Me: What are the challenges you encountered as a beginner freelance writer, do you have some stories?
Stuart: I’ve been blessed in that I didn’t encounter many challenges during freelancing, other than the odd person who’d just disappear without paying. And for those, I just don’t work for them in the future. I make sure to take on jobs that are interesting to me, so that even if they don’t pay, I’d at least have had fun doing the work. Case in point was losing thousands of dollars for a falling out, but at least I got to travel across Myanmar.

I’ve currently quit all formal gigs to pursue my fiction, but no, I’ve dabbled in many jobs across the writing industry for the past decade or so. This includes copywriting, marketing, content writing, journalism, travel writing, and even mentoring.

Me: Did you have trouble with English when you started out? (I asked this question, not knowing Stuart has English as his first language, since I thought Malaysia doesn’t have English as its first language.)
Stuart: English actually is my first language, even though I have a strong accent where speaking it is concerned. You know how Russell Peters does his Chinese impression? Yeah, I sound somewhat like that. I do have second and third languages, but I’ve never had any problems with English.
Me: Were you born in Malaysia? or shifted there later?
Stuart: Born and raised in Malaysia 🙂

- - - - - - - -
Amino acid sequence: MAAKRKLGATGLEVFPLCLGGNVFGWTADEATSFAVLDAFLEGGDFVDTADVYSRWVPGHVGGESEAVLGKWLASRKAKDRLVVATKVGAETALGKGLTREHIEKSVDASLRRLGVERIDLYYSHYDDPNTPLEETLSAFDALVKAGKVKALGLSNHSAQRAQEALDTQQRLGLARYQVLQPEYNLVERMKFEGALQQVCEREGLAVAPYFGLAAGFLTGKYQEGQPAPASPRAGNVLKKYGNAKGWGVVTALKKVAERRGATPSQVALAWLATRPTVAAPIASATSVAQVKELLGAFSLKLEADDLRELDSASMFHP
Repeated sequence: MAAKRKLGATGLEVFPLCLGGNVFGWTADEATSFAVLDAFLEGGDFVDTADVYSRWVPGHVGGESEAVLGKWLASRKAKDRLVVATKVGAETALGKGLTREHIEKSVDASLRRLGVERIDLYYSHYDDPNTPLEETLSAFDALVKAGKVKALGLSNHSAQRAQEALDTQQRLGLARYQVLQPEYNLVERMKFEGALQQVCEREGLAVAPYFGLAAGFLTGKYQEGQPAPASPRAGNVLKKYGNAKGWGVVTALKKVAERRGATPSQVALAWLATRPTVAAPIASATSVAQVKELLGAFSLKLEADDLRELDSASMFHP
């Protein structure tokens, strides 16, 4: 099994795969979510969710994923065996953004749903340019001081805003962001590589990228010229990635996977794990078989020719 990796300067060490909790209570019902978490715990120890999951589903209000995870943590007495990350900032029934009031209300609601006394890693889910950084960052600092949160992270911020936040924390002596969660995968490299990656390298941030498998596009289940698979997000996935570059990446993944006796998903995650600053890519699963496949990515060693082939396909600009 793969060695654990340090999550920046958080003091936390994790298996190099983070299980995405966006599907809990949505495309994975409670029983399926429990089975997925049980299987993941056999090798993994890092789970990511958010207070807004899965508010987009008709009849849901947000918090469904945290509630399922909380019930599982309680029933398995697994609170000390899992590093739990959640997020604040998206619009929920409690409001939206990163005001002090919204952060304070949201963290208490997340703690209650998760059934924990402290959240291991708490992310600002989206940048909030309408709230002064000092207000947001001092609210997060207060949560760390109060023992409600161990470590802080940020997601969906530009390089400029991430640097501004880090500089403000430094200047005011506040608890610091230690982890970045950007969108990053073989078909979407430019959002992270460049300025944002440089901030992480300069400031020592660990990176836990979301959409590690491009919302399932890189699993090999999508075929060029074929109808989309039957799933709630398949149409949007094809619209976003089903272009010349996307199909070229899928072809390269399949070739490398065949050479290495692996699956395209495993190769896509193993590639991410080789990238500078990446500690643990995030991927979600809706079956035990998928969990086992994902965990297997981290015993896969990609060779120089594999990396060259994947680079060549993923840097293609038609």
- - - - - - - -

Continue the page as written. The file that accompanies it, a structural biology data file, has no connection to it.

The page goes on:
Me: I see how bloggers, especially beginners, put such a hard emphasis on SEO. I have even seen spamming a key phrase in the name of SEO. Do
you think that naturally written content is better, like it’ll automatically perform better when it comes to SEO? Or should every post be optimized to its max?

Stuart: SEO actually doesn’t need to be optimised the way we think it does. Google is smart enough to differentiate ‘soccer’ from ‘football’, for example, so it’s not to say that typing ‘soccer’ over and over is going to increase our chances for ranking for those words. What we fail to realise is that Domain Authority also matters, and that no amount of optimisation is going to help you if you don’t first work on your ‘social proof’. But then again, don’t take SEO advice from me, because all my experience comes from my previous jobs in tech companies, and not personal projects (which is what we should be judging people’s skills on).